In a general sense increasing the gas flow rate in the first chamber 30 could be viewed as favoring higher solids removal rates. However, as just pointed out, the much higher overall fluidizing gas rate in the second chamber 40 eclipses the effect of the gas in the first chamber 30, and the result is a reverse in the relationship between the gas flow rate and the solids handling rate in that higher gas rates flowing through the transport line 60 tend to increase the pressure drop and this in turn reduces the solids handling rate. Thus, if it is desired to increase the solids particles handling rate, the amount of gas being introduced through line 51 into the second chamber 40 is diminished whereas increasing that gas flow rate decreases the particle flow rate. Accordingly the invention includes controlling the rate of solids discharge by increasing said gas flow to reduce solids rate and by decreasing said gas flow to increase solids rate.
It is desired that the second chamber 40 be larger than the first chamber in area transverse to the main fluidizing gas flow direction, that is, have more area in the horizontal plane as viewed in FIG. 1. This helps increase the cooling effect in the second chamber 40, both by providing larger heat exchange surfaces and volumes and by providing sufficient particle residence time in chamber 40 to facilitate the desired mixing and cooling effects discussed earlier. Also, a larger cross sectional area in chamber 40 helps assure achieving the desired higher overall fluidizing gas volume rates within the second chamber 40 without reaching such high gas rates per unit cross sectional area as to impede the desired particle means residence time in the second chamber. Blowing the particles through chamber 40 too quickly could seriously impede the desired cooling effect thereby preventing sufficient residence time for particle cooling to occur and by preventing proximity among the particles moving through chamber 40 sufficient for good heat transfer. Thus, it is desired that the horizontal cross-sectional area for chamber 40 (the area between wall 42 and wall 32 in a horizontal plane) be at least 2 or 3 times, preferably at least 4 times, the cross-sectional area for chamber 30 (the area within wall 32 in a horizontal plane).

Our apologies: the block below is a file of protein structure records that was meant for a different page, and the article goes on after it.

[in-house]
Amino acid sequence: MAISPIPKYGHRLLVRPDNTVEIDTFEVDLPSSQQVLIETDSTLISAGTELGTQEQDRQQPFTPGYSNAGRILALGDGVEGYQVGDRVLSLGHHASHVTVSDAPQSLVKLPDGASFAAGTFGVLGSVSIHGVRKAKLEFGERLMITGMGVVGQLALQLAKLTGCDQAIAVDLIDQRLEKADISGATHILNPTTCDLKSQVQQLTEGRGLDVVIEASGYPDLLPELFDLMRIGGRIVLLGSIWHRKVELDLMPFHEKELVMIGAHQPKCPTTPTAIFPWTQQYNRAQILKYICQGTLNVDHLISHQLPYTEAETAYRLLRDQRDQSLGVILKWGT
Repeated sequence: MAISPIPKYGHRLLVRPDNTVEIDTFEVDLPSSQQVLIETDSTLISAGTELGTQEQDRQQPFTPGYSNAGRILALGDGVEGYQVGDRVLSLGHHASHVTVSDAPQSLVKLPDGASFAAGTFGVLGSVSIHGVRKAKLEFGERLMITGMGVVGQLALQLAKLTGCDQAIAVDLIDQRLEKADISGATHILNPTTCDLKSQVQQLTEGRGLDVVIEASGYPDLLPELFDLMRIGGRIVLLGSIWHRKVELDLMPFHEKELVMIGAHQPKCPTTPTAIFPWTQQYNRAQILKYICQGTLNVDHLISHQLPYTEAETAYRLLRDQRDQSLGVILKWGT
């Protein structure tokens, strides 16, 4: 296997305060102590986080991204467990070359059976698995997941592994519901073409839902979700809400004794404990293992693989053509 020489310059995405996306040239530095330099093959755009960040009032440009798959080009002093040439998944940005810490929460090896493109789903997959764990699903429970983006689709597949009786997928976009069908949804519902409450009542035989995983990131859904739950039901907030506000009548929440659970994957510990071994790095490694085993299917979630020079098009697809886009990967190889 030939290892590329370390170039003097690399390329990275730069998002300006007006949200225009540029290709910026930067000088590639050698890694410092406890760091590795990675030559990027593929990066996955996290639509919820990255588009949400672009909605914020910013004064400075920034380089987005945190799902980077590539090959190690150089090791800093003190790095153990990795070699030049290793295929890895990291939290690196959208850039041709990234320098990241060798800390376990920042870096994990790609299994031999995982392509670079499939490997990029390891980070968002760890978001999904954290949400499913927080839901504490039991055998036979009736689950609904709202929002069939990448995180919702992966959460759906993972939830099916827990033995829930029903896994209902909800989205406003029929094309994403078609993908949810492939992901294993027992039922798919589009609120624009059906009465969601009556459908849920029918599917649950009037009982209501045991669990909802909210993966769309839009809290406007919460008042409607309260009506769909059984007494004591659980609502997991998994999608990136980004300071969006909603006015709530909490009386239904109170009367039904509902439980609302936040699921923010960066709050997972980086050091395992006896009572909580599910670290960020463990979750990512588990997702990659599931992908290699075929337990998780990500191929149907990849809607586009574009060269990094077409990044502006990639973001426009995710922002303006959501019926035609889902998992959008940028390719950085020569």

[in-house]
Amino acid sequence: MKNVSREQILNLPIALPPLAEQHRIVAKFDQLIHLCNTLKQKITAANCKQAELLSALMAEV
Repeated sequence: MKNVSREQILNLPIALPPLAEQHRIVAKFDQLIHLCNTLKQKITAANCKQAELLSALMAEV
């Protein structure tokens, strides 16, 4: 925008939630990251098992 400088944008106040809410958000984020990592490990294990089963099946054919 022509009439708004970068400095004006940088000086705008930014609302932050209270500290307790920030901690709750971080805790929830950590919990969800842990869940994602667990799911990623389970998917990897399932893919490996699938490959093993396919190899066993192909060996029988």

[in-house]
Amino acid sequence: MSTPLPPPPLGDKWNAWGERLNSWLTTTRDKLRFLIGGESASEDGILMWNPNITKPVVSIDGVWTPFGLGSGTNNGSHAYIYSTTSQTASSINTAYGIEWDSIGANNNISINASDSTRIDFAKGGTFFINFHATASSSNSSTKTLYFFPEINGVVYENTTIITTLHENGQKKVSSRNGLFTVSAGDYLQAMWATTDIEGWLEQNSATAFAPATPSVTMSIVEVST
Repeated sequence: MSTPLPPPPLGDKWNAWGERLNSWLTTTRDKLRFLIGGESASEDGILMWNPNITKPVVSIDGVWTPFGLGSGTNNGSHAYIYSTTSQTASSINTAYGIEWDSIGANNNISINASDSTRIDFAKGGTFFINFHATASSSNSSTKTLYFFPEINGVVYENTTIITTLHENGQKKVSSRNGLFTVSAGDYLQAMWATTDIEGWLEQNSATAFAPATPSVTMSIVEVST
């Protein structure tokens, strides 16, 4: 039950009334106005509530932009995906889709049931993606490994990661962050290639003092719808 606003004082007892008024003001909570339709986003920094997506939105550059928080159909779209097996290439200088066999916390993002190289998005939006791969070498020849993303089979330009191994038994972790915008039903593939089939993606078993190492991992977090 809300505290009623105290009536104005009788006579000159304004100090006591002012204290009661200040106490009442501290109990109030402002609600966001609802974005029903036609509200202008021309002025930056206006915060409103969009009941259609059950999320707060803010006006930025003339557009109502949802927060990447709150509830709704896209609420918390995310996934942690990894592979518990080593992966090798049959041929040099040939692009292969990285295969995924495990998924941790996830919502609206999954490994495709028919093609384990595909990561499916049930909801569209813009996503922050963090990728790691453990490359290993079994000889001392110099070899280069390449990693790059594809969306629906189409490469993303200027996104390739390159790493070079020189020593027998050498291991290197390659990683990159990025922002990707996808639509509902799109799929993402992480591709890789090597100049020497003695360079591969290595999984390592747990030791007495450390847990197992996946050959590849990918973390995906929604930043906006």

It is also desired that the distance separating the bottom of inlet leg 22 from the bottom of chamber 30 be larger than the cross-sectional size of th inlet leg 22. Typically it may be 11/2 or 2 times or more times the cross-sectional size of the inlet leg 22. For instance, if the inlet leg is a 2 inch pipe the distance between its bottom and the bottom of chamer 30 could be 4 inches.
Another important feature in practicing the invention occurs in connection with interruptions in the flow of particulate solids through the drain system 20. While the system is capable of operating continuously, some amount of interruption for one reason or another can be difficult to avoid. Moreover, it has been found in practicing the invention that it is preferred to operate the drain system 20 on an intermittent basis. That is, some amount of particulate solids is permitted to build up in the reactor for a short time after which it is then drained by actuation of the drainage system 20 which is then interrupted for another period of build-up within the reactor. This has advantages in overall economics and safety both in the reactor 10 and in the drain system 20 and can reduce the likelihood of plugging by operating at higher velocity through transport line 60.